According to Inside Higher Ed, nearly 40 percent of U.S. colleges are seeing declines in applications from international students. The article attributes the drop to “a great deal of concern” from students and their families about visas, perceptions of a less welcoming climate in the U.S., and the changes to the H-1B skilled worker visa program.
The highest reported declines involved applications from the Middle East. Thirty-nine percent of universities reported declines in undergraduate applications from the Middle East, while 31 percent reported declines in graduate applications. Fall enrollment numbers from the region will likely be hard hit by President Trump’s executive order barring entry by nationals of six countries from the Middle East and Africa -- including Iran, the 11th-leading country of origin for international students in the U.S. But it's also worth noting that the number of students from Saudi Arabia, the third-leading country of origin, had already been dropping prior to the presidential election, a decline many colleges attributed to changes in the Saudi government’s foreign scholarship program. The number of Saudi students in the U.S. fell by nearly 20 percent in fall 2016 compared to the fall before, according to student visa data.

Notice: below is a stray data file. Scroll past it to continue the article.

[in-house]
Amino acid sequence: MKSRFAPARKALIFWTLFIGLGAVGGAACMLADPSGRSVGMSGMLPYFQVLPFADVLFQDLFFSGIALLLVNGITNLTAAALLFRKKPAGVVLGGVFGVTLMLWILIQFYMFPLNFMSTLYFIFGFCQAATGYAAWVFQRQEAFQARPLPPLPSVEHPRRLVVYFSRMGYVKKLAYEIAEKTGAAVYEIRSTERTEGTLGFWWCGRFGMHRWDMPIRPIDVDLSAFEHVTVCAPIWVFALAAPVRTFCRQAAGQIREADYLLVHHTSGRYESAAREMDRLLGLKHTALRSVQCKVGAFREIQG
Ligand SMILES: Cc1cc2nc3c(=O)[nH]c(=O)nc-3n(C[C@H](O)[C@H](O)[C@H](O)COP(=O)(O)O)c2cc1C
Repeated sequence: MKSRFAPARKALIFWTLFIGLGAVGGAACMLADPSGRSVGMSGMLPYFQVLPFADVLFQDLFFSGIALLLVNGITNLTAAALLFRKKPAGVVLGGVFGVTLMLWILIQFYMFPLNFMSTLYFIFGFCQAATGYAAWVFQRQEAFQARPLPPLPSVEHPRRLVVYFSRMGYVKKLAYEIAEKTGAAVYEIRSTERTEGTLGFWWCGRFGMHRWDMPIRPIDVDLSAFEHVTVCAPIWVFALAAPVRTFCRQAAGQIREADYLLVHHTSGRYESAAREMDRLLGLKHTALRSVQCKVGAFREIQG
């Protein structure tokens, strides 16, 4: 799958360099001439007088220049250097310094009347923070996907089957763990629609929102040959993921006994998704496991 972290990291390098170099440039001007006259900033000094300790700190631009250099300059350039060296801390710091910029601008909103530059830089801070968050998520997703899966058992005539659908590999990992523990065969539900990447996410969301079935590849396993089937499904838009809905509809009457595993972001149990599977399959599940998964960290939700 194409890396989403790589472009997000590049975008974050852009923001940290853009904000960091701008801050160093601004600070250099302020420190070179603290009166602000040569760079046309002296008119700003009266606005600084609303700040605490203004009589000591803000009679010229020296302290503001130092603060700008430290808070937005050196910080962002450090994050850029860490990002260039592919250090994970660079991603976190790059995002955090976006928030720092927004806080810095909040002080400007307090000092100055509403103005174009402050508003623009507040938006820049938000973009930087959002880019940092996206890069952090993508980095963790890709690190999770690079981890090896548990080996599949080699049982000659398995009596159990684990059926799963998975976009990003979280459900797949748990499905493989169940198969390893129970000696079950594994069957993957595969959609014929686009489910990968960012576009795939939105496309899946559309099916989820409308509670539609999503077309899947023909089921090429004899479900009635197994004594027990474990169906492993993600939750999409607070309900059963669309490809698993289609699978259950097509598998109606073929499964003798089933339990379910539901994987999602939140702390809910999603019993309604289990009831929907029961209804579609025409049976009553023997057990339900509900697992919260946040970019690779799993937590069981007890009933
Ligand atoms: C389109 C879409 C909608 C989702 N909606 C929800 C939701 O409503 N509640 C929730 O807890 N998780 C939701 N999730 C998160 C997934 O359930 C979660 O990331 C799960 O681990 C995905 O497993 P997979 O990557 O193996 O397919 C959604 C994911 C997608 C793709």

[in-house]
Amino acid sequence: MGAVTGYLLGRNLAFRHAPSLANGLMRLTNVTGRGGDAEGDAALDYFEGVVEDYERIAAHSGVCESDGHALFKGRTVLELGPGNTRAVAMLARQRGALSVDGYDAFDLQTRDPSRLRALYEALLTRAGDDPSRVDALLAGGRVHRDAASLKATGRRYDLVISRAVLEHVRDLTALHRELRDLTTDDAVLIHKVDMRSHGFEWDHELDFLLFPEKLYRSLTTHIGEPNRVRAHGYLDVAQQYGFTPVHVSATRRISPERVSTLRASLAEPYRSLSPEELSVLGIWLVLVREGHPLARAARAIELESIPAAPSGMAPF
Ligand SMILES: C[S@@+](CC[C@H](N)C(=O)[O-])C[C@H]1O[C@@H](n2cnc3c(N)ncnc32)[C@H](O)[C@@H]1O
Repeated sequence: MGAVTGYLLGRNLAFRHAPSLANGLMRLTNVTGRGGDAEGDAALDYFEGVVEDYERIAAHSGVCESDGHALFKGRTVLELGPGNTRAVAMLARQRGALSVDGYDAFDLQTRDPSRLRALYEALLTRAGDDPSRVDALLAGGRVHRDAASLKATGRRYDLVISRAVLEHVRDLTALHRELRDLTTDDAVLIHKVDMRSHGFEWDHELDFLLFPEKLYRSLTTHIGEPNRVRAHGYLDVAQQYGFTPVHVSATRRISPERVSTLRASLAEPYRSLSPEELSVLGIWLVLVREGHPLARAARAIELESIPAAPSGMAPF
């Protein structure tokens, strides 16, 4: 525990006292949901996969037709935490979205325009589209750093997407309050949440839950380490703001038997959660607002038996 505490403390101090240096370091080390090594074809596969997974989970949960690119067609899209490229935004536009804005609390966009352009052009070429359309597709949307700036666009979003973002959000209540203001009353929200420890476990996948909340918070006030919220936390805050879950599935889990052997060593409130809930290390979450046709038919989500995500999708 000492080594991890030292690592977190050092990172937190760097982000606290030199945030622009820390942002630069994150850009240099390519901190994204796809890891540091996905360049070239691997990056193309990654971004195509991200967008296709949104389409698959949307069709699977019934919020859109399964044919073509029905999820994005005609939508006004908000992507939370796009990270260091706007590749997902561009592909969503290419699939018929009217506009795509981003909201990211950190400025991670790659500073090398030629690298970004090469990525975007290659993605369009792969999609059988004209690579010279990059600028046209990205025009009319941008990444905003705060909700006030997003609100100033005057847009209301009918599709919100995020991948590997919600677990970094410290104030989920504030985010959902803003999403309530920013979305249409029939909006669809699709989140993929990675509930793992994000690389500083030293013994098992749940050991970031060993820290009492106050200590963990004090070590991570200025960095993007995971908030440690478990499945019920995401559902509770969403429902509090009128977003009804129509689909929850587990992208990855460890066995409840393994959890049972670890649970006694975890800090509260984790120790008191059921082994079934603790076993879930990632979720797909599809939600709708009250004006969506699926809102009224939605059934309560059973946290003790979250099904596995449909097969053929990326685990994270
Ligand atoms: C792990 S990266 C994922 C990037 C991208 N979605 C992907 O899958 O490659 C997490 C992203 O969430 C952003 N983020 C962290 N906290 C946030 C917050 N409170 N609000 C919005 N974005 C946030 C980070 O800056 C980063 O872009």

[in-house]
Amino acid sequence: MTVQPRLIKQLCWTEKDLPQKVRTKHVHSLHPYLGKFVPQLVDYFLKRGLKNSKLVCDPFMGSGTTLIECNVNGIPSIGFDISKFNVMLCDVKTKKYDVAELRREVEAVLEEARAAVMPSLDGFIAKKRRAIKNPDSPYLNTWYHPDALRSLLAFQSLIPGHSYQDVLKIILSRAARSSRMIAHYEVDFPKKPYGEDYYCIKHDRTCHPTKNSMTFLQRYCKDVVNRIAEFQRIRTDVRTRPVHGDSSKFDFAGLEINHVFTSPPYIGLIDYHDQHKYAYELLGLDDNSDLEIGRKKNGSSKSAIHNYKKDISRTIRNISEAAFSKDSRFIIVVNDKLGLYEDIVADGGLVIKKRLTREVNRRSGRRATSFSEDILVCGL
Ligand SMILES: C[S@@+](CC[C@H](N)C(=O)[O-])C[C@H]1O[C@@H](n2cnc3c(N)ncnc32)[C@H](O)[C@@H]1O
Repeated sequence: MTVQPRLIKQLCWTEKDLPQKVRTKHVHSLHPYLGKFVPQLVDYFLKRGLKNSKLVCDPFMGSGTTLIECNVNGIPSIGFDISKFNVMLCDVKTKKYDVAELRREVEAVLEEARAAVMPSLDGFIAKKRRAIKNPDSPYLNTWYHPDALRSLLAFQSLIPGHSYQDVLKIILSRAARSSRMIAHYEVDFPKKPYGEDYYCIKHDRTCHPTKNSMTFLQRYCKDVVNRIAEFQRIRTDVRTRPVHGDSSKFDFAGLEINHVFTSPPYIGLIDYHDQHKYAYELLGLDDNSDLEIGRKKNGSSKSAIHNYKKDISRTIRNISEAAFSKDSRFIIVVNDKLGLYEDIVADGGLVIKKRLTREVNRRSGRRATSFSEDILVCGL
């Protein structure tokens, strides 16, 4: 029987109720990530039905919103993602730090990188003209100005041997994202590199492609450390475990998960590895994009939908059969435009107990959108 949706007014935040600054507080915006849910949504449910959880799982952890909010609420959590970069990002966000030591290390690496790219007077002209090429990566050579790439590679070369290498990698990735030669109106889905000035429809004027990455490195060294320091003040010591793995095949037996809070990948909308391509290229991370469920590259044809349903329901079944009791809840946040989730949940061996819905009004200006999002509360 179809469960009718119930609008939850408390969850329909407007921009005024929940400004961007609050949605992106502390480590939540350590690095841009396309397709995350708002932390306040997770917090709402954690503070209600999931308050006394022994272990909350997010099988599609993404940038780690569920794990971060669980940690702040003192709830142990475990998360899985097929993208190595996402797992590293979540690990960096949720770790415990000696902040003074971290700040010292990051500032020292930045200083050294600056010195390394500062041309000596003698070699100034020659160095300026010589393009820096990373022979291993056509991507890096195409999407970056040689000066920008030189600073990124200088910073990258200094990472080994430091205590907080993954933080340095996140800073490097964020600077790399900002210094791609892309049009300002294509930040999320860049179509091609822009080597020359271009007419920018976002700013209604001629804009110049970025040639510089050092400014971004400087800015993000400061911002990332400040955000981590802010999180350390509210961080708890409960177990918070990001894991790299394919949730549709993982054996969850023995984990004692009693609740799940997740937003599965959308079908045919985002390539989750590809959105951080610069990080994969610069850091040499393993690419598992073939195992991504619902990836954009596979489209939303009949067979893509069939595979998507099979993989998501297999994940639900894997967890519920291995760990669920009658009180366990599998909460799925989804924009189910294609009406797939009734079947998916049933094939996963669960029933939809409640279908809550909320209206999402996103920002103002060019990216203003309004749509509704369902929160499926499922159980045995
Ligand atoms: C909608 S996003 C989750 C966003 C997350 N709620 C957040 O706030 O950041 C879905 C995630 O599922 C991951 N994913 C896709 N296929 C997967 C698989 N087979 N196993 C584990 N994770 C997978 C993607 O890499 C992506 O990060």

Many universities responding to the survey also reported drops in applications from China and India, respectively the top two countries from which international students in the U.S. hail. The two countries, together, account for nearly half of all international students in the U.S.
This is an edited version of a story by Elizabeth Redden that appears on Inside Higher Ed.